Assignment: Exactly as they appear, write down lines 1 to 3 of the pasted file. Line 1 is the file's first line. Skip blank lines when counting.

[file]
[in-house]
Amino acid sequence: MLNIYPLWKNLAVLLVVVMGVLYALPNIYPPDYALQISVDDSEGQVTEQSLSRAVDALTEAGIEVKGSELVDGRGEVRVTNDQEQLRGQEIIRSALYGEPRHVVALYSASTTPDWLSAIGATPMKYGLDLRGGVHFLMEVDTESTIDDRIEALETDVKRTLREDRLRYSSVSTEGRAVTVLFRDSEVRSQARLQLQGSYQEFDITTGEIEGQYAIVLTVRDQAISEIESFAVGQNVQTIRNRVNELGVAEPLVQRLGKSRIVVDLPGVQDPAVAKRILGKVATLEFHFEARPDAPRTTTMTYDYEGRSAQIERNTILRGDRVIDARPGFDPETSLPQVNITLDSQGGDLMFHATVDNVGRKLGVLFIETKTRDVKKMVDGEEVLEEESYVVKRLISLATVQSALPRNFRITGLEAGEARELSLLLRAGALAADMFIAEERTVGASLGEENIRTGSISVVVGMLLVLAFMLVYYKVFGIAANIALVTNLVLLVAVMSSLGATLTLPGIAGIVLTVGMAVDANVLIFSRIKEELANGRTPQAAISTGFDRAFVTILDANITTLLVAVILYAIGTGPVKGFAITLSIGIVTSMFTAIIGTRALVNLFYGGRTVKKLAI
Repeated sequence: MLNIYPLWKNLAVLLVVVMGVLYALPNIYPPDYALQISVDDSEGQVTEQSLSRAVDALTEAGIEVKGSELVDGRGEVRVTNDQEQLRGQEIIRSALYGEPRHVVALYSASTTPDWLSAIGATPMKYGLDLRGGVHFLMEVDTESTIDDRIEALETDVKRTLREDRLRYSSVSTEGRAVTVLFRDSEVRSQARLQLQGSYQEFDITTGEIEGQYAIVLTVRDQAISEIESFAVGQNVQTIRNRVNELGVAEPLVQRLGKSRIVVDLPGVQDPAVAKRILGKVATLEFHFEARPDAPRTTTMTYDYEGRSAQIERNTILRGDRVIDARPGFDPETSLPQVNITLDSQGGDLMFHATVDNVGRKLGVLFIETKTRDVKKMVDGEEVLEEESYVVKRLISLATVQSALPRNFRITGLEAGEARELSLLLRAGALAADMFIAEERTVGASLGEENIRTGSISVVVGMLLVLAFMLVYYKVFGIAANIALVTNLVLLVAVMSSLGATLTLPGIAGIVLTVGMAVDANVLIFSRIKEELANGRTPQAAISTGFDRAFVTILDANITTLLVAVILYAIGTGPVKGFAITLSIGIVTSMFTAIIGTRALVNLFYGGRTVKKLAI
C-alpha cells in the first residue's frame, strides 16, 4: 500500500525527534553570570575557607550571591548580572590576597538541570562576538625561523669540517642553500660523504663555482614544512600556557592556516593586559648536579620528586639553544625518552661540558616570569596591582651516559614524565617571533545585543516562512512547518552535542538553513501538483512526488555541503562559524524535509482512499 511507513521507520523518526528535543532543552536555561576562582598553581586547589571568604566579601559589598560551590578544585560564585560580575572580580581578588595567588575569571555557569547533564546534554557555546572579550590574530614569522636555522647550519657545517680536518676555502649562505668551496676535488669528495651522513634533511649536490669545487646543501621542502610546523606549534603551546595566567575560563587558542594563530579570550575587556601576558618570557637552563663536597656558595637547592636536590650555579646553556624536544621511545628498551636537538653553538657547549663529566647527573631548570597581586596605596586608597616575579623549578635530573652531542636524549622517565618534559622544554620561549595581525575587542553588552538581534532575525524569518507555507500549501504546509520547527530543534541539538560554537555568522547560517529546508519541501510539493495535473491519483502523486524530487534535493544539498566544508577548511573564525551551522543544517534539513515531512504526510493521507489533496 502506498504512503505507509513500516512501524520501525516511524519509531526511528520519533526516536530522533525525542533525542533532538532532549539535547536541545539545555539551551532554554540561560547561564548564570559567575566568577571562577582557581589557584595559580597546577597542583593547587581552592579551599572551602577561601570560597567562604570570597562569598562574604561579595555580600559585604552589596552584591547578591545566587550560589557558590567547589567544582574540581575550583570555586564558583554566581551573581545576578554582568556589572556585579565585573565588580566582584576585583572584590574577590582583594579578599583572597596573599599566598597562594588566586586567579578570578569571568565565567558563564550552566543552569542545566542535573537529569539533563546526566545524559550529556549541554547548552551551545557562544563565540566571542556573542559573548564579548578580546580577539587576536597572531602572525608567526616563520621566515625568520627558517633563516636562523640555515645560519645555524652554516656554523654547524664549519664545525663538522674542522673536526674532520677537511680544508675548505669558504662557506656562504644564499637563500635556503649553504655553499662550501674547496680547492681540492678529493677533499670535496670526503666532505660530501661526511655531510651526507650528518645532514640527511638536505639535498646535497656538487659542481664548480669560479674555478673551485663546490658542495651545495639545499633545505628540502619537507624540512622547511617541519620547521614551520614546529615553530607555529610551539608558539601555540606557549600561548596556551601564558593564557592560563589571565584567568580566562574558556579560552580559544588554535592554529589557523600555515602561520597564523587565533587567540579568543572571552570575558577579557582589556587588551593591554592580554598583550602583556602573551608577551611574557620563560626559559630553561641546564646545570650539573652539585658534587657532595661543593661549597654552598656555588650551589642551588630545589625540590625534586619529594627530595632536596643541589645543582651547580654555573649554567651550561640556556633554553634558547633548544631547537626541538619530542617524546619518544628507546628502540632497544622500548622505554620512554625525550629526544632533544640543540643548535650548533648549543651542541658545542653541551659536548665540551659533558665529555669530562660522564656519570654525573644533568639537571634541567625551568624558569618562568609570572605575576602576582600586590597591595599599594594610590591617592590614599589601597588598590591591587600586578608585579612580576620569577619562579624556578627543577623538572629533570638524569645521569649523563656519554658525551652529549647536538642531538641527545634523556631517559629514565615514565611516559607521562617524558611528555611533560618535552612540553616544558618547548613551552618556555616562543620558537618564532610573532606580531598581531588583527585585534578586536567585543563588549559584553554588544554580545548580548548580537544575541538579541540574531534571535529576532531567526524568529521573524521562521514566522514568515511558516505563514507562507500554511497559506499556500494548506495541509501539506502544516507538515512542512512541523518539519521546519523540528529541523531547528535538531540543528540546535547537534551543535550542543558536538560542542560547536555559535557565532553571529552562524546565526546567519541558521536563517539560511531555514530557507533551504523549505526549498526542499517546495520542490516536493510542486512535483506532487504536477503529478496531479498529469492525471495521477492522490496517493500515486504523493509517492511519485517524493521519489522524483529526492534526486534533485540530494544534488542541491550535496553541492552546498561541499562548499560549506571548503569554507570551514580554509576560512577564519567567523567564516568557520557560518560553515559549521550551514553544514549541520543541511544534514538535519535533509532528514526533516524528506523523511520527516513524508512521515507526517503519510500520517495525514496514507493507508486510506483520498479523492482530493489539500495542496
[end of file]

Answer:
[in-house]
Amino acid sequence: MLNIYPLWKNLAVLLVVVMGVLYALPNIYPPDYALQISVDDSEGQVTEQSLSRAVDALTEAGIEVKGSELVDGRGEVRVTNDQEQLRGQEIIRSALYGEPRHVVALYSASTTPDWLSAIGATPMKYGLDLRGGVHFLMEVDTESTIDDRIEALETDVKRTLREDRLRYSSVSTEGRAVTVLFRDSEVRSQARLQLQGSYQEFDITTGEIEGQYAIVLTVRDQAISEIESFAVGQNVQTIRNRVNELGVAEPLVQRLGKSRIVVDLPGVQDPAVAKRILGKVATLEFHFEARPDAPRTTTMTYDYEGRSAQIERNTILRGDRVIDARPGFDPETSLPQVNITLDSQGGDLMFHATVDNVGRKLGVLFIETKTRDVKKMVDGEEVLEEESYVVKRLISLATVQSALPRNFRITGLEAGEARELSLLLRAGALAADMFIAEERTVGASLGEENIRTGSISVVVGMLLVLAFMLVYYKVFGIAANIALVTNLVLLVAVMSSLGATLTLPGIAGIVLTVGMAVDANVLIFSRIKEELANGRTPQAAISTGFDRAFVTILDANITTLLVAVILYAIGTGPVKGFAITLSIGIVTSMFTAIIGTRALVNLFYGGRTVKKLAI
Repeated sequence: MLNIYPLWKNLAVLLVVVMGVLYALPNIYPPDYALQISVDDSEGQVTEQSLSRAVDALTEAGIEVKGSELVDGRGEVRVTNDQEQLRGQEIIRSALYGEPRHVVALYSASTTPDWLSAIGATPMKYGLDLRGGVHFLMEVDTESTIDDRIEALETDVKRTLREDRLRYSSVSTEGRAVTVLFRDSEVRSQARLQLQGSYQEFDITTGEIEGQYAIVLTVRDQAISEIESFAVGQNVQTIRNRVNELGVAEPLVQRLGKSRIVVDLPGVQDPAVAKRILGKVATLEFHFEARPDAPRTTTMTYDYEGRSAQIERNTILRGDRVIDARPGFDPETSLPQVNITLDSQGGDLMFHATVDNVGRKLGVLFIETKTRDVKKMVDGEEVLEEESYVVKRLISLATVQSALPRNFRITGLEAGEARELSLLLRAGALAADMFIAEERTVGASLGEENIRTGSISVVVGMLLVLAFMLVYYKVFGIAANIALVTNLVLLVAVMSSLGATLTLPGIAGIVLTVGMAVDANVLIFSRIKEELANGRTPQAAISTGFDRAFVTILDANITTLLVAVILYAIGTGPVKGFAITLSIGIVTSMFTAIIGTRALVNLFYGGRTVKKLAI